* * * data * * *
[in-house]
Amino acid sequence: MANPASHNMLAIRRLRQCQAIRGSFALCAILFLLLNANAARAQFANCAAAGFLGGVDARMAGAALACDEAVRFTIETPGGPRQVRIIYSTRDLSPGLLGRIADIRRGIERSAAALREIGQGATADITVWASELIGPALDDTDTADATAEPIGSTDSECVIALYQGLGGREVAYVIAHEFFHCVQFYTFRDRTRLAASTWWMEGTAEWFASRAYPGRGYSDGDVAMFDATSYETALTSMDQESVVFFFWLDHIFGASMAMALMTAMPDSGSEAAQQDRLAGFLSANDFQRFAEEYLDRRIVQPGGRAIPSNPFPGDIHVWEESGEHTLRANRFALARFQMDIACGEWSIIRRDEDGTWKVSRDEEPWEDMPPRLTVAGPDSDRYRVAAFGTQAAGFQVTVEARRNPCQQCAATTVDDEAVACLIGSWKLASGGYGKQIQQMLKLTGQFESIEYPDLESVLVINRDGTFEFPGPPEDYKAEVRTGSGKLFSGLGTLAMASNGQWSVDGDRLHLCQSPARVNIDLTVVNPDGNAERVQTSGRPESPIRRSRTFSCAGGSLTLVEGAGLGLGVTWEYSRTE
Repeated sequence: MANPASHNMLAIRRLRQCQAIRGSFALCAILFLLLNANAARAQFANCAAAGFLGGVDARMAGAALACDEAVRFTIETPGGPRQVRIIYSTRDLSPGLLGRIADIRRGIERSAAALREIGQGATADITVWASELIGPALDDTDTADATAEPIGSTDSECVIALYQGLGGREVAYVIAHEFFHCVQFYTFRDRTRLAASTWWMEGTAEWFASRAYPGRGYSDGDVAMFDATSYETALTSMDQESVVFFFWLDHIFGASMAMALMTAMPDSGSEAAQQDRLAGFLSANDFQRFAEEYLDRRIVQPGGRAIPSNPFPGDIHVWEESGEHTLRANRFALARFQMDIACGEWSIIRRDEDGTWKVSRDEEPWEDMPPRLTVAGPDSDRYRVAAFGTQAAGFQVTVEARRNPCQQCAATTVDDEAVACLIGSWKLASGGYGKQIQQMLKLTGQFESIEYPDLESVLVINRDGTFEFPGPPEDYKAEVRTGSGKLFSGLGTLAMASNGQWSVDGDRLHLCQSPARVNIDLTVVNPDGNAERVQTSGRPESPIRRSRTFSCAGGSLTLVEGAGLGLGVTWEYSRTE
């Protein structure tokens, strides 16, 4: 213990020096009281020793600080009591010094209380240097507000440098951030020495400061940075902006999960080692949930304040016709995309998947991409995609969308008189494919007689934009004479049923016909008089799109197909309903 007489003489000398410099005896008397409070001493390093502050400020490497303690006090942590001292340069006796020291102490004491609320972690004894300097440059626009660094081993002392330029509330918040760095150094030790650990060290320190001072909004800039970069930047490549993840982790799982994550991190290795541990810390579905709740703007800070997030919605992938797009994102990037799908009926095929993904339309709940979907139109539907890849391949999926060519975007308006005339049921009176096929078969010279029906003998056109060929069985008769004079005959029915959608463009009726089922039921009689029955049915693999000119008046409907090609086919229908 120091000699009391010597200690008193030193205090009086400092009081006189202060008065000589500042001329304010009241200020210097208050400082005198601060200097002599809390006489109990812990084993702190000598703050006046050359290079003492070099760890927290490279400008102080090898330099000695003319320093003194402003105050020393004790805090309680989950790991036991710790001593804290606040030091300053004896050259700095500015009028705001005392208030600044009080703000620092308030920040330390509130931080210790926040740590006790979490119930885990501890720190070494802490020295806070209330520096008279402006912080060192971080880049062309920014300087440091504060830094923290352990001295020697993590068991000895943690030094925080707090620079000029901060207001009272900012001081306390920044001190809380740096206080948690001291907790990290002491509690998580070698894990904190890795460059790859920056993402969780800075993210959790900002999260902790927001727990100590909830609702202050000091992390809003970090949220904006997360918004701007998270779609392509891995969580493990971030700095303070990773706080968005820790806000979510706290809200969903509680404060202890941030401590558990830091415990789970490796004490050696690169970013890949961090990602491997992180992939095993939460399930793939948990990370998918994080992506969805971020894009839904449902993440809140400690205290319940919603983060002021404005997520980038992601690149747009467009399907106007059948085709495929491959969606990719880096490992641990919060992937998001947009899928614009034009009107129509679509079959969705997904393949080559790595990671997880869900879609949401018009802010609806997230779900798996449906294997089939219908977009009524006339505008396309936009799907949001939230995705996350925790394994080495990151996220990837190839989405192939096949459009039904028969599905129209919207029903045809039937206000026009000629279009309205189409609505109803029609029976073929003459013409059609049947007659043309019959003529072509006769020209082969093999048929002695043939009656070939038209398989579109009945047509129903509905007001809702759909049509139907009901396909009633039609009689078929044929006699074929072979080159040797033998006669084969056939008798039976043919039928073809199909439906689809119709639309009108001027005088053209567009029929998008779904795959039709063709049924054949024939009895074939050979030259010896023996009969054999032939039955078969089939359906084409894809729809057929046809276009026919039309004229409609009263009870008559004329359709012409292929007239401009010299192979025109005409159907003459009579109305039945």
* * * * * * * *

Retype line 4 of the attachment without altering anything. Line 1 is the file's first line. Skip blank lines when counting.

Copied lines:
């Protein structure tokens, strides 16, 4: 213990020096009281020793600080009591010094209380240097507000440098951030020495400061940075902006999960080692949930304040016709995309998947991409995609969308008189494919007689934009004479049923016909008089799109197909309903 007489003489000398410099005896008397409070001493390093502050400020490497303690006090942590001292340069006796020291102490004491609320972690004894300097440059626009660094081993002392330029509330918040760095150094030790650990060290320190001072909004800039970069930047490549993840982790799982994550991190290795541990810390579905709740703007800070997030919605992938797009994102990037799908009926095929993904339309709940979907139109539907890849391949999926060519975007308006005339049921009176096929078969010279029906003998056109060929069985008769004079005959029915959608463009009726089922039921009689029955049915693999000119008046409907090609086919229908 120091000699009391010597200690008193030193205090009086400092009081006189202060008065000589500042001329304010009241200020210097208050400082005198601060200097002599809390006489109990812990084993702190000598703050006046050359290079003492070099760890927290490279400008102080090898330099000695003319320093003194402003105050020393004790805090309680989950790991036991710790001593804290606040030091300053004896050259700095500015009028705001005392208030600044009080703000620092308030920040330390509130931080210790926040740590006790979490119930885990501890720190070494802490020295806070209330520096008279402006912080060192971080880049062309920014300087440091504060830094923290352990001295020697993590068991000895943690030094925080707090620079000029901060207001009272900012001081306390920044001190809380740096206080948690001291907790990290002491509690998580070698894990904190890795460059790859920056993402969780800075993210959790900002999260902790927001727990100590909830609702202050000091992390809003970090949220904006997360918004701007998270779609392509891995969580493990971030700095303070990773706080968005820790806000979510706290809200969903509680404060202890941030401590558990830091415990789970490796004490050696690169970013890949961090990602491997992180992939095993939460399930793939948990990370998918994080992506969805971020894009839904449902993440809140400690205290319940919603983060002021404005997520980038992601690149747009467009399907106007059948085709495929491959969606990719880096490992641990919060992937998001947009899928614009034009009107129509679509079959969705997904393949080559790595990671997880869900879609949401018009802010609806997230779900798996449906294997089939219908977009009524006339505008396309936009799907949001939230995705996350925790394994080495990151996220990837190839989405192939096949459009039904028969599905129209919207029903045809039937206000026009000629279009309205189409609505109803029609029976073929003459013409059609049947007659043309019959003529072509006769020209082969093999048929002695043939009656070939038209398989579109009945047509129903509905007001809702759909049509139907009901396909009633039609009689078929044929006699074929072979080159040797033998006669084969056939008798039976043919039928073809199909439906689809119709639309009108001027005088053209567009029929998008779904795959039709063709049924054949024939009895074939050979030259010896023996009969054999032939039955078969089939359906084409894809729809057929046809276009026919039309004229409609009263009870008559004329359709012409292929007239401009010299192979025109005409159907003459009579109305039945």